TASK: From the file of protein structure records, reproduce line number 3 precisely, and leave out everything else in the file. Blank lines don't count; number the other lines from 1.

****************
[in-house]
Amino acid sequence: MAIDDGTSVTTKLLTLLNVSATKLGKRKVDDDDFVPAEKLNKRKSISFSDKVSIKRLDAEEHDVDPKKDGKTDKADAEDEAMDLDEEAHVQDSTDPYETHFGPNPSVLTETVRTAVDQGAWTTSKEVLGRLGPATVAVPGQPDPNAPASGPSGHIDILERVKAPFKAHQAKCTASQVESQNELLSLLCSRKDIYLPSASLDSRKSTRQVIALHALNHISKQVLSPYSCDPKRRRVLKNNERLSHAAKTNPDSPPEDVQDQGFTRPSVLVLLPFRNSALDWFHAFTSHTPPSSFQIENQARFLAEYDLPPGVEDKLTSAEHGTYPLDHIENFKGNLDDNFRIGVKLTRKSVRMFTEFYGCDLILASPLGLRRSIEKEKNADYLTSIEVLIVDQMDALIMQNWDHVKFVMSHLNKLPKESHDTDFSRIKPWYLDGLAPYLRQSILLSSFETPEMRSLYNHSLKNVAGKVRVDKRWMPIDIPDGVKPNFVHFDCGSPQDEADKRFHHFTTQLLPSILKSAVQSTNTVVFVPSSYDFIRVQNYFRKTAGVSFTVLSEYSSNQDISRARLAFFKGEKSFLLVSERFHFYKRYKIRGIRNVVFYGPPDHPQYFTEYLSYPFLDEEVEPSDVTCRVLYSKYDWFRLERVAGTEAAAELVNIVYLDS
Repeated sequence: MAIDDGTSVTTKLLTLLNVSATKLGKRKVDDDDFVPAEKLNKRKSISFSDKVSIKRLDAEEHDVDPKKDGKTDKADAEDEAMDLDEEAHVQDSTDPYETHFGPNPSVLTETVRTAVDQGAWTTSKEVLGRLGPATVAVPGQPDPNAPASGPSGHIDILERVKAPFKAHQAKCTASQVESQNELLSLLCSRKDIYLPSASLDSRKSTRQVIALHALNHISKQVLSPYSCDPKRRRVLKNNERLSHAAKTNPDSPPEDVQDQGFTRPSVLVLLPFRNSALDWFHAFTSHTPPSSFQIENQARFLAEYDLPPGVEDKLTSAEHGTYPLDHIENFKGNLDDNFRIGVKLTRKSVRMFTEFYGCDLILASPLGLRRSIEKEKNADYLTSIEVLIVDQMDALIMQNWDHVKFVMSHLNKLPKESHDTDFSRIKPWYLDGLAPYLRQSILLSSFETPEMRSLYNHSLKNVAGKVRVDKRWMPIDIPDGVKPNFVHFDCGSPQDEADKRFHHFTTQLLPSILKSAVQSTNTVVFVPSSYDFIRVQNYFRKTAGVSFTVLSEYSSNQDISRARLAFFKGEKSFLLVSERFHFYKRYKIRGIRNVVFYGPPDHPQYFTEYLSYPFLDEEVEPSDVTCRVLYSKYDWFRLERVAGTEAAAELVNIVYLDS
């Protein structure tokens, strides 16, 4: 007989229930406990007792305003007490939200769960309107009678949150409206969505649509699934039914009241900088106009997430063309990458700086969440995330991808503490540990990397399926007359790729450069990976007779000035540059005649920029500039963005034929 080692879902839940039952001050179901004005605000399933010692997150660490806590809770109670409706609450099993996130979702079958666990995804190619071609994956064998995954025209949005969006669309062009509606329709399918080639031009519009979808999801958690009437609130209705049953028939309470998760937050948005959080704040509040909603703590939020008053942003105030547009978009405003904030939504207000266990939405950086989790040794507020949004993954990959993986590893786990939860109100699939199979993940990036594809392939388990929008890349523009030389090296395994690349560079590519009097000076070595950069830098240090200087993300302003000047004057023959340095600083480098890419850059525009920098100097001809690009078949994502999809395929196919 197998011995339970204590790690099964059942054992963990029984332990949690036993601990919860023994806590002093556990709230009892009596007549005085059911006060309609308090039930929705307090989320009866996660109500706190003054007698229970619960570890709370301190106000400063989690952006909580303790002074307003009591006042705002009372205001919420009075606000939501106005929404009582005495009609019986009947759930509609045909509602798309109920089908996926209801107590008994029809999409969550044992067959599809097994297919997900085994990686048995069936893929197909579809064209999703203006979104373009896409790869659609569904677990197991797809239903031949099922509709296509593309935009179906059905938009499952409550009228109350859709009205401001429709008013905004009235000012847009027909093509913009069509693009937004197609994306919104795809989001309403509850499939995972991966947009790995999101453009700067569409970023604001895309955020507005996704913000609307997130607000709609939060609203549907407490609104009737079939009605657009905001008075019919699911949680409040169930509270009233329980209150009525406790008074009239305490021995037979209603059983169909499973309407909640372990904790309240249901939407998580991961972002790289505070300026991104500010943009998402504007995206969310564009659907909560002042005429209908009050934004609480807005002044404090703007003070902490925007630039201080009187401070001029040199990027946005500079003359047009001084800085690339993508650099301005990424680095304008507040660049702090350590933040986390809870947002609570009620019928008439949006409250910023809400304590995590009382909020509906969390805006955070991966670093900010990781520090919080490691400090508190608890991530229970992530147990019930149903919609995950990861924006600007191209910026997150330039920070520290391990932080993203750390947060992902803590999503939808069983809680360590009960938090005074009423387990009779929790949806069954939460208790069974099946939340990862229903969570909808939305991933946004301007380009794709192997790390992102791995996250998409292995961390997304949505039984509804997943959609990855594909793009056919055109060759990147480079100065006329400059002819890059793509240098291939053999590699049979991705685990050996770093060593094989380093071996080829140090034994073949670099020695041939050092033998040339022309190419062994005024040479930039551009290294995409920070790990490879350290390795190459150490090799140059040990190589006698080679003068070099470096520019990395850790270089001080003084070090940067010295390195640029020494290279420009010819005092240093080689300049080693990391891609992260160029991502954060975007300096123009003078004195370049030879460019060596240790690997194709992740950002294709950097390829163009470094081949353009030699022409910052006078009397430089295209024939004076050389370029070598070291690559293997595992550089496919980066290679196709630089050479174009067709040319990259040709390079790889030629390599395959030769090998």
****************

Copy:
Repeated sequence: MAIDDGTSVTTKLLTLLNVSATKLGKRKVDDDDFVPAEKLNKRKSISFSDKVSIKRLDAEEHDVDPKKDGKTDKADAEDEAMDLDEEAHVQDSTDPYETHFGPNPSVLTETVRTAVDQGAWTTSKEVLGRLGPATVAVPGQPDPNAPASGPSGHIDILERVKAPFKAHQAKCTASQVESQNELLSLLCSRKDIYLPSASLDSRKSTRQVIALHALNHISKQVLSPYSCDPKRRRVLKNNERLSHAAKTNPDSPPEDVQDQGFTRPSVLVLLPFRNSALDWFHAFTSHTPPSSFQIENQARFLAEYDLPPGVEDKLTSAEHGTYPLDHIENFKGNLDDNFRIGVKLTRKSVRMFTEFYGCDLILASPLGLRRSIEKEKNADYLTSIEVLIVDQMDALIMQNWDHVKFVMSHLNKLPKESHDTDFSRIKPWYLDGLAPYLRQSILLSSFETPEMRSLYNHSLKNVAGKVRVDKRWMPIDIPDGVKPNFVHFDCGSPQDEADKRFHHFTTQLLPSILKSAVQSTNTVVFVPSSYDFIRVQNYFRKTAGVSFTVLSEYSSNQDISRARLAFFKGEKSFLLVSERFHFYKRYKIRGIRNVVFYGPPDHPQYFTEYLSYPFLDEEVEPSDVTCRVLYSKYDWFRLERVAGTEAAAELVNIVYLDS